4 Ways to Take Control of Events Most People Whine About For the first time in months, I put on my Hunter boots to walk to yoga. It was pouring rain, and I didn't want (another!) ClassPass cancellation fee. So, I sucked it up and plodded along, meandering around the puddles. And halfway there, I began to enjoy it. "How refreshing a bit of rain is!" my mum always says.

She's right: I even laughed when a whoosh of wind knocked my umbrella behind me and soaked my butt. We can't control the change in seasons. But we can decide not to hate them!

What might you have more control over than you realize? Just because other people complain about certain things doesn't mean you have to. You can be a rebel and enjoy whatever comes your way instead (or at least tolerate it in style)—and you can begin by taking control of events that most people whine about.

1. Whether you give someone the benefit of the doubt.

Are you quick to criticize or call someone out before you know the full story? A friend of mine was being snappy and short with me at drinks recently. She said she was tired and left early. "What's her deal?" I thought initially. I even mentally chastised her for wasting my Friday night fun. I'm not texting or calling her back for days, I decided, as punishment.


The next afternoon, as I walked out of a 7-Eleven, I had a voicemail. I listened. She was sorry: She'd been embarrassed to tell me that right before we hit the bar her doctor had called to tell her she had an STI. She was a mess. Naturally, all was forgiven and forgotten in an instant. But even if you never receive a truthful voice explanation, where might you be holding back the benefit of the doubt—just like I did?

2. If you make the effort.

All we can ever control is effort. And in every situation, our level of effort is up to us. Are you gonna sweat at that Spin class or peace out, pretending you're leisurely cycling through France? Will you prepare for that big meeting or roll up with a hangover and a pen that doesn't work? Are you going to bite your partner's head off when you're tired or bite your tongue when he's late… again?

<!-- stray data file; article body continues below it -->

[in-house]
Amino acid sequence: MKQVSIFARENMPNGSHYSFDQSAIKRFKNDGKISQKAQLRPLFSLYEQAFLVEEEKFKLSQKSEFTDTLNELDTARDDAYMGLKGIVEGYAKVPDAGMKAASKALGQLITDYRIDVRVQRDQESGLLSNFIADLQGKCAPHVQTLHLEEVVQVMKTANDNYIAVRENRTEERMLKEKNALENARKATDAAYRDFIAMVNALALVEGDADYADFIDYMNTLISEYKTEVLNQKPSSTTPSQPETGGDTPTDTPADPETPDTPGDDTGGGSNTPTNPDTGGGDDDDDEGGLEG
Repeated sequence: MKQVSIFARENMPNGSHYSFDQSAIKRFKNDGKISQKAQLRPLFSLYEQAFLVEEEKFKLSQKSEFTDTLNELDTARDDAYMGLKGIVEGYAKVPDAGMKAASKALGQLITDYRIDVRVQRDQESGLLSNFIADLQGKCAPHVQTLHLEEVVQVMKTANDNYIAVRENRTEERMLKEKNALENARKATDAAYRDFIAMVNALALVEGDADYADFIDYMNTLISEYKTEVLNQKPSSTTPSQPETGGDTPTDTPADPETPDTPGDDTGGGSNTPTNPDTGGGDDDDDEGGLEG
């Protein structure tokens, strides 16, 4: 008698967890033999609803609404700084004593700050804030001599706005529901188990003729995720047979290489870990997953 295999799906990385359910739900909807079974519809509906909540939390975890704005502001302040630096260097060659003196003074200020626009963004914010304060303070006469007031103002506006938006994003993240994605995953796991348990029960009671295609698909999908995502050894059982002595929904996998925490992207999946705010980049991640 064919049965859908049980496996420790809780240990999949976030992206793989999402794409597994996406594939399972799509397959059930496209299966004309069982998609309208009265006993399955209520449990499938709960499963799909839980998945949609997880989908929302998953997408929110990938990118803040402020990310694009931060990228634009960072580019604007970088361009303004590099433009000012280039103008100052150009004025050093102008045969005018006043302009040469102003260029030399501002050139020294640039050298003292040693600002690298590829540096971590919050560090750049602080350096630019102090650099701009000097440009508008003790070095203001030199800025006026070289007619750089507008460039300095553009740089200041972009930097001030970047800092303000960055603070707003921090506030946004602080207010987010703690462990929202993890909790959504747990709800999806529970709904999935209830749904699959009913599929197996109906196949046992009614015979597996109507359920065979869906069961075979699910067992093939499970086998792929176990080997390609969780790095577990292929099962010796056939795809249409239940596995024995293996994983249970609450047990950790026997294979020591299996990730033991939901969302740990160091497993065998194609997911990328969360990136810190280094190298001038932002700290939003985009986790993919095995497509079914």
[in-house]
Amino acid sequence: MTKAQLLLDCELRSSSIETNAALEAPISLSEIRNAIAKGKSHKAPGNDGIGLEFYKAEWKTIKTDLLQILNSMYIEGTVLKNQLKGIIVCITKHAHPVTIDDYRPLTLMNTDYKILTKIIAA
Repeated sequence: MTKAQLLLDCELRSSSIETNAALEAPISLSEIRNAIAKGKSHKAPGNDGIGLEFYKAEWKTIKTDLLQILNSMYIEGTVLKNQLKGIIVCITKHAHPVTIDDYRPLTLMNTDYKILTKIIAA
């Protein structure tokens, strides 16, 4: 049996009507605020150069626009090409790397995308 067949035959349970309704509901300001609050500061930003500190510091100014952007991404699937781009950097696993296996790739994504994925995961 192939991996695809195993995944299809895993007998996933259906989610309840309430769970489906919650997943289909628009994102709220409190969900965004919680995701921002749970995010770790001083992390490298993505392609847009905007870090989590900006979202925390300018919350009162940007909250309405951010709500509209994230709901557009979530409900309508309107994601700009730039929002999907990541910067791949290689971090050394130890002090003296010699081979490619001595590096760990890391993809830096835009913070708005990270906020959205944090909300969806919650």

I find it comforting to know that effort level is all me. Even when I decide it's a lower-level day and I just can't deal, that's fine. I take the pressure off and dial my energy back up the next day.

3. How you choose to talk to yourself.

It still astounds me—and I still cringe a little—when I hear people say stuff ranging from "my muffin top" to "I failed at my marriage," and "I'm so terrible at X or Y." You can be nicer to yourself! It's critical that you are!

When you consciously choose kinder language—language that you'd use with a friend who you love and respect—your self-esteem will shift in an instant. Would you tell a friend she has a muffin top or that she's a failure or that she's terrible at something? I doubt it. Whatever you'd tell him or her, tell yourself. And see the magic that happens within you.

4. If you decide to go for it or not.

I Instagrammed one of my favorite statements a couple of weeks ago:

As a kid who grew up on welfare with dysfunction, who "should" carry a lot of shame, I've worked on myself (see No. 3!) to the point where I give myself permission to pursue my dreams even though I'm not as qualified as other people. I have a high-school education. I don't have fancy qualifications or credentials. But I believe in myself.

And believing in yourself? It's so underrated. Because it's the greatest force there is. And the best part? It's 100 percent up to you.

Susie Moore is Greatist's life coach columnist and a confidence coach in New York City. Sign up for free weekly wellness tips on her website and check back every Tuesday for her latest No Regrets column!

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